LONDON — Five airlines have been told by the Civil Aviation Authority (CAA) to obey EU rules – or be taken to court.
According to the BBC, American Airlines, Etihad, Emirates, Singapore and Turkish Airlines all had told CAA that they did not pay compensation to passengers after they missed their connecting flights due to delays. However, according to EU261, compensation is due if passengers arrive at their final destination from an EU country more than three hours late.
Richard Moriarty, director of consumers and markets at the CAA, told the BBC that several airlines were refusing to pay up. He said the organization has received the most complaints about Emirates, which is currently fighting a claim from several passengers through the Court of Appeal, reports TravelMole.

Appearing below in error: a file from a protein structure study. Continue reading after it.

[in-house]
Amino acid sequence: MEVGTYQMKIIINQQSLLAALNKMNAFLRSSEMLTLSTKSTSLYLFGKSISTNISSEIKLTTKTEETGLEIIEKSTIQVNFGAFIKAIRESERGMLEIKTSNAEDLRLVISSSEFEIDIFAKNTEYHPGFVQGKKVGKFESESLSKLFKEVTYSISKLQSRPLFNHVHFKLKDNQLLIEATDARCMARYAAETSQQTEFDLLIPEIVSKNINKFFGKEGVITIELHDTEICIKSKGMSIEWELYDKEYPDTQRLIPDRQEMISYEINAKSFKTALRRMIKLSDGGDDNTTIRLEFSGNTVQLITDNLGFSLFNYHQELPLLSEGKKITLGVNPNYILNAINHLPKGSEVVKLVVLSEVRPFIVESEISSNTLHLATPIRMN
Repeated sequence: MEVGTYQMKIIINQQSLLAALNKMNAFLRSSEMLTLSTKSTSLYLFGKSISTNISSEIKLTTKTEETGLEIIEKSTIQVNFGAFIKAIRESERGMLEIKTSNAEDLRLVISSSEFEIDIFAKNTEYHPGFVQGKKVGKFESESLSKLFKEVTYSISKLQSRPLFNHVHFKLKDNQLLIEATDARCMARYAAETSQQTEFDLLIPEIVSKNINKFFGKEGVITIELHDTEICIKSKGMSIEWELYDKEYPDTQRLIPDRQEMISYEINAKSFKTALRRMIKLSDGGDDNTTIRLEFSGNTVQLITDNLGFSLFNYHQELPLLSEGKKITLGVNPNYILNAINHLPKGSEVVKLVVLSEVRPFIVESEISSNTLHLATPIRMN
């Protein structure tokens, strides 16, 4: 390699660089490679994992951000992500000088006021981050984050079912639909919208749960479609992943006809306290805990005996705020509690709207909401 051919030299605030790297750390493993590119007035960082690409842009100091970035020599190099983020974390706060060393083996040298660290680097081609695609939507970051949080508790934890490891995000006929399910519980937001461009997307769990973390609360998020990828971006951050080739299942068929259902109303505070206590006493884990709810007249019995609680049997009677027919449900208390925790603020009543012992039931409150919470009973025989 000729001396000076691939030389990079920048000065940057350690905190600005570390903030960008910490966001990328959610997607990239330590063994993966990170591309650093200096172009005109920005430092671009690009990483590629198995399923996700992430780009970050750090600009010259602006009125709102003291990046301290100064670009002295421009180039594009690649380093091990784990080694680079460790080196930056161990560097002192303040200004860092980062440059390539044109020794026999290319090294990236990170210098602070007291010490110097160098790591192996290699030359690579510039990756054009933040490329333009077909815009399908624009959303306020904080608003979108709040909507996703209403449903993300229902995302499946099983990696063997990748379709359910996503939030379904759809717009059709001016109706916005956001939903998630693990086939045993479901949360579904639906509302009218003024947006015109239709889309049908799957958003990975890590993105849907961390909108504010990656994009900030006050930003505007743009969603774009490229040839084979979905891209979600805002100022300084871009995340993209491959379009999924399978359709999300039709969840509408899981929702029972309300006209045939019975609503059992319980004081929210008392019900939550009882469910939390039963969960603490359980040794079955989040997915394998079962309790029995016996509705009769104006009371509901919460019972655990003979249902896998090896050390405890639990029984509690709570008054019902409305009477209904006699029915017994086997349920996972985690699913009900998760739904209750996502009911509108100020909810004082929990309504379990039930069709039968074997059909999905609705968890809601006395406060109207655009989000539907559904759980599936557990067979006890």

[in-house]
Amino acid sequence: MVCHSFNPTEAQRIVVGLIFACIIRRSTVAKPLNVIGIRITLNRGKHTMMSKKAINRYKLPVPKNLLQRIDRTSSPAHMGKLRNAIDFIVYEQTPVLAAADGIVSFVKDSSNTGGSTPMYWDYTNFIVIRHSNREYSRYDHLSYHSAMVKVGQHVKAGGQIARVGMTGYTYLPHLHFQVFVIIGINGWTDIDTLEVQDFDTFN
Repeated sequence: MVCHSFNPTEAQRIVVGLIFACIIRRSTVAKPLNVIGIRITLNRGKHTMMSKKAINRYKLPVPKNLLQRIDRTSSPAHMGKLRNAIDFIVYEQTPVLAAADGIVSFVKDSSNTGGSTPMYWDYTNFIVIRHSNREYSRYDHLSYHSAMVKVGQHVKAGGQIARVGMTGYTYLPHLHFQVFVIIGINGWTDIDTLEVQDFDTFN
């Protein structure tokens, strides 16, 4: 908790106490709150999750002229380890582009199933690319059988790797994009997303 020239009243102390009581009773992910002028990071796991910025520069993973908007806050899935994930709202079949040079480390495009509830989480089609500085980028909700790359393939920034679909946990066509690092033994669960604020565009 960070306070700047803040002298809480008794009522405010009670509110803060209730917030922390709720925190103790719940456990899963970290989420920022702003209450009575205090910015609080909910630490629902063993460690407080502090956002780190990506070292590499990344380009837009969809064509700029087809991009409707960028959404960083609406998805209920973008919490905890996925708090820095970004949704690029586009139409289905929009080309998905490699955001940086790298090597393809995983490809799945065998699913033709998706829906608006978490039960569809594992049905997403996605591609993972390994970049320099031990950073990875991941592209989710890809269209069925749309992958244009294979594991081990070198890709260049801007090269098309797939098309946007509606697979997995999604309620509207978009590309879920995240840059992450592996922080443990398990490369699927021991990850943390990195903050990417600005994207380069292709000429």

The current rules on cash compensation for delays (which must be the fault of the airline) cover flights departing from an EU airport and operated by any airline, or flights arriving at an EU airport and operated by an EU airline.
Passengers on short-haul flights that are delayed by more than three hours are entitled to receive 250 euros, while those on medium-haul flights receive 400 euros. Passengers on long-haul flights receive 300 euros for delays of between three and four hours, and 600 euros for delays lasting more than four hours.
If an airline refuses to obey the rules, they can be taken to court and be fined an unlimited amount.
BBC also reports that CAA took similar against Aer Lingus, Jet2 and Wizz Air three years ago.